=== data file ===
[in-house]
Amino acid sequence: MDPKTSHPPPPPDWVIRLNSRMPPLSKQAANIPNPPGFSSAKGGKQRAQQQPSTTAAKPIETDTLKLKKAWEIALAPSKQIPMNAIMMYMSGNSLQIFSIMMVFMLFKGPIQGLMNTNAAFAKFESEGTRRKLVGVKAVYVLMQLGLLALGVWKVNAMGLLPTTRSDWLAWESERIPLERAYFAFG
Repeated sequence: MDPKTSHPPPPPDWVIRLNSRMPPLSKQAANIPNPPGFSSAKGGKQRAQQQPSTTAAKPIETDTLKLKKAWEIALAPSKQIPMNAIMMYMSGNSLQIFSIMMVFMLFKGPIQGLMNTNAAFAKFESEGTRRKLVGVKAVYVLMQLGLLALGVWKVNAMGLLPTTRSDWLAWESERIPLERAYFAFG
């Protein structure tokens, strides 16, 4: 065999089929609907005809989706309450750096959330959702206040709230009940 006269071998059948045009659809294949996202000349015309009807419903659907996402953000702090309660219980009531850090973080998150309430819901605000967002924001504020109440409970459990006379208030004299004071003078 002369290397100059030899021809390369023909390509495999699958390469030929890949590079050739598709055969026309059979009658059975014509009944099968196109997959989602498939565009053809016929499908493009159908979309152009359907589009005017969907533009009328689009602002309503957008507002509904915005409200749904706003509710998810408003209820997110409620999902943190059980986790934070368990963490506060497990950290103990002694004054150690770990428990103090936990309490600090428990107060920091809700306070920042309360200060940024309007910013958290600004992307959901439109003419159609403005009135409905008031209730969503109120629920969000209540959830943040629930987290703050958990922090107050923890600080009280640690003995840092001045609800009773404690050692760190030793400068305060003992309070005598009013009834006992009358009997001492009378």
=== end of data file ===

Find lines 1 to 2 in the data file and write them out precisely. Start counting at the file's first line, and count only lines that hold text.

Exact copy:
[in-house]
Amino acid sequence: MDPKTSHPPPPPDWVIRLNSRMPPLSKQAANIPNPPGFSSAKGGKQRAQQQPSTTAAKPIETDTLKLKKAWEIALAPSKQIPMNAIMMYMSGNSLQIFSIMMVFMLFKGPIQGLMNTNAAFAKFESEGTRRKLVGVKAVYVLMQLGLLALGVWKVNAMGLLPTTRSDWLAWESERIPLERAYFAFG